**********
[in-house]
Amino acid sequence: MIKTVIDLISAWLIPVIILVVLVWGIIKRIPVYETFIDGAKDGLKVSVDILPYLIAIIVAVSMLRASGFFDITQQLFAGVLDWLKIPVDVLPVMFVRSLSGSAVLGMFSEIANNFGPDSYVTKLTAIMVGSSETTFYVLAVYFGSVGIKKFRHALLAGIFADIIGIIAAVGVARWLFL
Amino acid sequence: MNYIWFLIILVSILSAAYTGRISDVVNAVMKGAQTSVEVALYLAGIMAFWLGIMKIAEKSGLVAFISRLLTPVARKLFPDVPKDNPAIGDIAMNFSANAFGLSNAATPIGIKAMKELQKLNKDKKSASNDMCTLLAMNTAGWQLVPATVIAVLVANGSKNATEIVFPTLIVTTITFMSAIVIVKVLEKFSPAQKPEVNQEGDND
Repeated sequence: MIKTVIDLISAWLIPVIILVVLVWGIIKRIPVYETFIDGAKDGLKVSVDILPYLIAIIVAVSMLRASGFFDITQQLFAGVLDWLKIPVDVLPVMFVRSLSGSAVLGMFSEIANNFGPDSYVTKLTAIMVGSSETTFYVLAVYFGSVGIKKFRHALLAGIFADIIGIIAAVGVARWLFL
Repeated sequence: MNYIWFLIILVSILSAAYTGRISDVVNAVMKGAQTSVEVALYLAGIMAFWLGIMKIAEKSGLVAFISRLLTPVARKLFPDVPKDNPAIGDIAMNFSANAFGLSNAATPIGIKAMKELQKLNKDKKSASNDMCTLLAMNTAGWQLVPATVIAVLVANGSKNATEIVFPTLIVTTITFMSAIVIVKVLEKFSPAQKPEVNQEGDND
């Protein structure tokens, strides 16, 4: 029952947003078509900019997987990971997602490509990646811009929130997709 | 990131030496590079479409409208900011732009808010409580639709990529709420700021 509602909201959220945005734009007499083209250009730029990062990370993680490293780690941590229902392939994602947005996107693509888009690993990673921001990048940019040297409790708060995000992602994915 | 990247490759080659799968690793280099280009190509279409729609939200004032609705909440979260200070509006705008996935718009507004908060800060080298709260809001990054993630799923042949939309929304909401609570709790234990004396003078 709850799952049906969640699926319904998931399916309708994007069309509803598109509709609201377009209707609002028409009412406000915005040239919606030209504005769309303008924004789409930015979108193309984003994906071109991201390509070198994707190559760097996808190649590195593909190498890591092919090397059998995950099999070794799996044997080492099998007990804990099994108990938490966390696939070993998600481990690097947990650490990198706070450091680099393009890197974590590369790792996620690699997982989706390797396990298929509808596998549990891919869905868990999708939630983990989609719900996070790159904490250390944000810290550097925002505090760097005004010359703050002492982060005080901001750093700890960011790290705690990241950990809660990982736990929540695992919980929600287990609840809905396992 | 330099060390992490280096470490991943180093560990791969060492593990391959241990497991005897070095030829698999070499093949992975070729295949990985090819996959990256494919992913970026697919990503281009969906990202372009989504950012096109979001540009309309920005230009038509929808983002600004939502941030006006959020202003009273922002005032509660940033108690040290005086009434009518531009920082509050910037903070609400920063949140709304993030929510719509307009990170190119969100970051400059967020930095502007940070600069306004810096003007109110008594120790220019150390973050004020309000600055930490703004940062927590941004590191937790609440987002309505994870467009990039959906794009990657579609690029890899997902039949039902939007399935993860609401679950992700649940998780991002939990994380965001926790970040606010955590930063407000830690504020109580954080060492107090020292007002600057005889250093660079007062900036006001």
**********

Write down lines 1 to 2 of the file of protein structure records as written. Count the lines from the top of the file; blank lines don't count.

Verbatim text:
[in-house]
Amino acid sequence: MIKTVIDLISAWLIPVIILVVLVWGIIKRIPVYETFIDGAKDGLKVSVDILPYLIAIIVAVSMLRASGFFDITQQLFAGVLDWLKIPVDVLPVMFVRSLSGSAVLGMFSEIANNFGPDSYVTKLTAIMVGSSETTFYVLAVYFGSVGIKKFRHALLAGIFADIIGIIAAVGVARWLFL